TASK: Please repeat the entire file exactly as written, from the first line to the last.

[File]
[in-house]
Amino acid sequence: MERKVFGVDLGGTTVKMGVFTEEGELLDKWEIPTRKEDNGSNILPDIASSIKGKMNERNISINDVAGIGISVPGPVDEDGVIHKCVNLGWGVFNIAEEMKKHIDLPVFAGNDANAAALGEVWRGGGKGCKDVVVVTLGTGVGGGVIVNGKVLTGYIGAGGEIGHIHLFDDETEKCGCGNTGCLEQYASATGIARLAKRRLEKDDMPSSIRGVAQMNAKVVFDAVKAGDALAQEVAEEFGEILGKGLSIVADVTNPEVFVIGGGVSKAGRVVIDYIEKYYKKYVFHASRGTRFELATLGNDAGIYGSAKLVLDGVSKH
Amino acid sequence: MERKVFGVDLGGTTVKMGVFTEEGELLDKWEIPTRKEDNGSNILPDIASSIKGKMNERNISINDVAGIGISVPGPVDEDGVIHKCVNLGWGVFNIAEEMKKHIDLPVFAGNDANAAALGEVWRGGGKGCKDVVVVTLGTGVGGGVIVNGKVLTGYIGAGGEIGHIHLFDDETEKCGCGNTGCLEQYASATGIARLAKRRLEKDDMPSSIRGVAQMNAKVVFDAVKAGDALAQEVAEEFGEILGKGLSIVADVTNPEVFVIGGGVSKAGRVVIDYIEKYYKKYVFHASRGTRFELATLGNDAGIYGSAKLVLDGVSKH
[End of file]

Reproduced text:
[in-house]
Amino acid sequence: MERKVFGVDLGGTTVKMGVFTEEGELLDKWEIPTRKEDNGSNILPDIASSIKGKMNERNISINDVAGIGISVPGPVDEDGVIHKCVNLGWGVFNIAEEMKKHIDLPVFAGNDANAAALGEVWRGGGKGCKDVVVVTLGTGVGGGVIVNGKVLTGYIGAGGEIGHIHLFDDETEKCGCGNTGCLEQYASATGIARLAKRRLEKDDMPSSIRGVAQMNAKVVFDAVKAGDALAQEVAEEFGEILGKGLSIVADVTNPEVFVIGGGVSKAGRVVIDYIEKYYKKYVFHASRGTRFELATLGNDAGIYGSAKLVLDGVSKH
Amino acid sequence: MERKVFGVDLGGTTVKMGVFTEEGELLDKWEIPTRKEDNGSNILPDIASSIKGKMNERNISINDVAGIGISVPGPVDEDGVIHKCVNLGWGVFNIAEEMKKHIDLPVFAGNDANAAALGEVWRGGGKGCKDVVVVTLGTGVGGGVIVNGKVLTGYIGAGGEIGHIHLFDDETEKCGCGNTGCLEQYASATGIARLAKRRLEKDDMPSSIRGVAQMNAKVVFDAVKAGDALAQEVAEEFGEILGKGLSIVADVTNPEVFVIGGGVSKAGRVVIDYIEKYYKKYVFHASRGTRFELATLGNDAGIYGSAKLVLDGVSKH